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Quedlinburg: A Thousand Years of History at One Spot

Germany has a few medieval towns that are too beautiful to be real. Quedlinburg, a major tourist magnet, is one of those. Hundreds of thousands of visitors per year came here before Corona hit.

Berlin, November 24th, 2020 (The Berlin Spectator) — Located to the north of the Harz mountain range, Quedlinburg was mentioned in an official document in the year 922. This makes it 1,098 years old. In 994, it received the town privilege, and the rest is history, literally, a thousand years of it. For centuries, this most beautiful town had a free secular ladies’ foundation which accommodated unmarried women from rich families. Emperors went to Quedlinburg a lot, hundreds of years ago.

Cycling is hard on cobblestone. Photo: Imanuel Marcus

Dark Chapter

This stunning settlement known as Quedlinburg survived WWII. The Allies hardly bombed the place, also because no weapons or vehicles were produced there. Nor did the town have a lot of industry at all.

The main square still looks the way it did in 1700. Photo: Imanuel Marcus

Quedlinburg’s recent history does have a dark part: The town’s 1000th anniversary was used for propaganda purposes by the Nazis. Heinrich Himmler, one of the highest ranking regime members, was celebrated as a reincarnation of King Heinrich I. What the town’s Jews are concerned, some managed to flee, others were murdered. Today, no Jews are left in Quedlinburg.

One 1950s building managed to get into this pic. Photo: Imanuel Marcus

Decay and Renovation

Since Quedlinburg was part of the Soviet sector and the GDR, another danger surfaced after the war, namely decay. During the Cold War, the communist regime in East Berlin actually wanted to have Quedlinburg’s historic buildings flattened. They intended to replace them with those typical industrialized apartment blocks. A lack of funds was the only reason they did not implement this terrible idea. That is why the historic town still has its 2,000 half-timber houses.

The big church got a renovation in August of 2020. Photo: Imanuel Marcus

In the town center, every single building is historic and beautiful. There are hardly any exceptions, and almost everything has been renovated at least once since Germany’s reunification. In the Corona summer of 2020, some domestic tourists were seen in Quedlinburg, the place of wonders. Here, it is absolutely impossible to shoot a bad photo.

The alley next to the wall is nice. Photo: Imanuel Marcus

World Heritage

It is not a coincidence that Quedlinburg is part of UNESCO’s list of World Heritage Sites. The cobblestone streets and alleys are stunningly beautiful. So are side streets, back alleys and the main square which is dominated by city hall, a stunning Renaissance building. Up on Castle Hill, the Quedlinburg Abbey Church that was built from 1070 to 1129 and its cathedral treasure are among the main sightseeing spots as well. So are the other impressive churches in town.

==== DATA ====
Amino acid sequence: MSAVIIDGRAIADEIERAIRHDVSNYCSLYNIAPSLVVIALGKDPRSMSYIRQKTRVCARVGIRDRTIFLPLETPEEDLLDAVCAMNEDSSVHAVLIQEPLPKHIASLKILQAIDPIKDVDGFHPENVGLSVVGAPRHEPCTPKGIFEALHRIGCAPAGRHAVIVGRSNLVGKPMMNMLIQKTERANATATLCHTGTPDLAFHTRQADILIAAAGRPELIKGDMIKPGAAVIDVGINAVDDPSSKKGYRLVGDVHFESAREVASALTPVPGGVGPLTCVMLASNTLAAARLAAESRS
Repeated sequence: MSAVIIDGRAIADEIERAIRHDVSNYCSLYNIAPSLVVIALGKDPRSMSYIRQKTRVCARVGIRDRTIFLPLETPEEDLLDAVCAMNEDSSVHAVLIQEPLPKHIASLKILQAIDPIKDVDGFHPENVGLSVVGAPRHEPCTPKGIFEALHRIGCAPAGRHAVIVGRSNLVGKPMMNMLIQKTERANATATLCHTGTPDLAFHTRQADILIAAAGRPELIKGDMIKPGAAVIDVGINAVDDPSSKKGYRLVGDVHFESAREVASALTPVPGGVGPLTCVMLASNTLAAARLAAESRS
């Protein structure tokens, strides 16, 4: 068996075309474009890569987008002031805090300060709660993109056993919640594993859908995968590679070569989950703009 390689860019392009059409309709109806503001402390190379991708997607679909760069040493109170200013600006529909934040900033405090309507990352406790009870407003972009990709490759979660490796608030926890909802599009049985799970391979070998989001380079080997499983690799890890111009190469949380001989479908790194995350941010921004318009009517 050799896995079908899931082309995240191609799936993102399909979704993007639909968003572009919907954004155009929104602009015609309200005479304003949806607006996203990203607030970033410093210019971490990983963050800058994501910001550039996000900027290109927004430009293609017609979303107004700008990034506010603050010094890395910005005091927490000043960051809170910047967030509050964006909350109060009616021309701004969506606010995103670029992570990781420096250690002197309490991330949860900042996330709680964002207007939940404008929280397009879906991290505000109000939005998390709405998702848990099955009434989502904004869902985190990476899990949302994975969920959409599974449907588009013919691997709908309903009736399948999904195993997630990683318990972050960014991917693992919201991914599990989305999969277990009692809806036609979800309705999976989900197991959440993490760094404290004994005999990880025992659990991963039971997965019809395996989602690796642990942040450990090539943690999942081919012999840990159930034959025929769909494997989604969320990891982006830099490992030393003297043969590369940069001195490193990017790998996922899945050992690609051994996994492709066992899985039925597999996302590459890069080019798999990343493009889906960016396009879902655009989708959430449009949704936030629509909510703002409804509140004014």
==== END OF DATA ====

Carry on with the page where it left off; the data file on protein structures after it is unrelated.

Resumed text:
Castle Hill might be the best spot of them all. Photo: Imanuel Marcus

Because Quedlinburg is using part of its income generated from tourism for renovations up there, the hill needs to be climbed from behind these days, as the main path from the town center is closed. Since there are so many picturesque houses on the way, forgetting to climb the hill is easy.

Has anyone said “view”? We just did. Photo: Imanuel Marcus

Motivated Guides

Before Corona, countless tourists came to see the marvel of Saxony Anhalt. Ten years ago, the municipality counted 230,000 nights stayed at Quedlinburg’s hotels and 1.5 million one-day visitors per year. That number kept on increasing until Corona messed it all up in early 2020. Only the summer was sort of safe, since the infection numbers were low and everything happened outdoors.

An egg, sunny side up, covers what they call Schnitzel. Photo: Imanuel Marcus

Quedlinburg has found a good way of dealing with all of its tourists. First they are being guided to big parking lots in front of the city wall. This is where they purchase parking vouchers before they walk into the old town from all sides. They can pick official tours with very motivated guides, or they can just walk around on their own and take pictures of all medieval building they find.

It’s good to get lost in all those alleys. Photo: Imanuel Marcus

Cake and Wasps

One thing is certain: Walking around makes tourists hungry. This is the moment a million restaurants in Quedlinburg are waiting for. The Schnitzel and the cheese cake they offered in August of 2020 were somewhere between average and good. The wasps in the area proved to be big cake lovers too.

Quedlinburg is the spot to visit. Photo: Imanuel Marcus

Quedlinburg is a great daytrip destination for those who live close by, or an excellent spot to look at on the way into the Harz mountains. Admiring the entire old town and having a nice meal takes about 6 hours in total. Those who want to enter every church they see will need more time. So will avid photographers.

Those who intend to purchase the ‘Schreckensturm’ tower, which is part of Quedlinburg’s city wall and features several rooms, a fully equipped bathroom, a toilet for guests and a kitchen, will likely want to stay longer. How does forever sound? With a price tag in the amount of 80,000 Euro (94,719 U.S. Dollars or 71,097 Pounds Sterling), the tower is a real steal, and one with a view.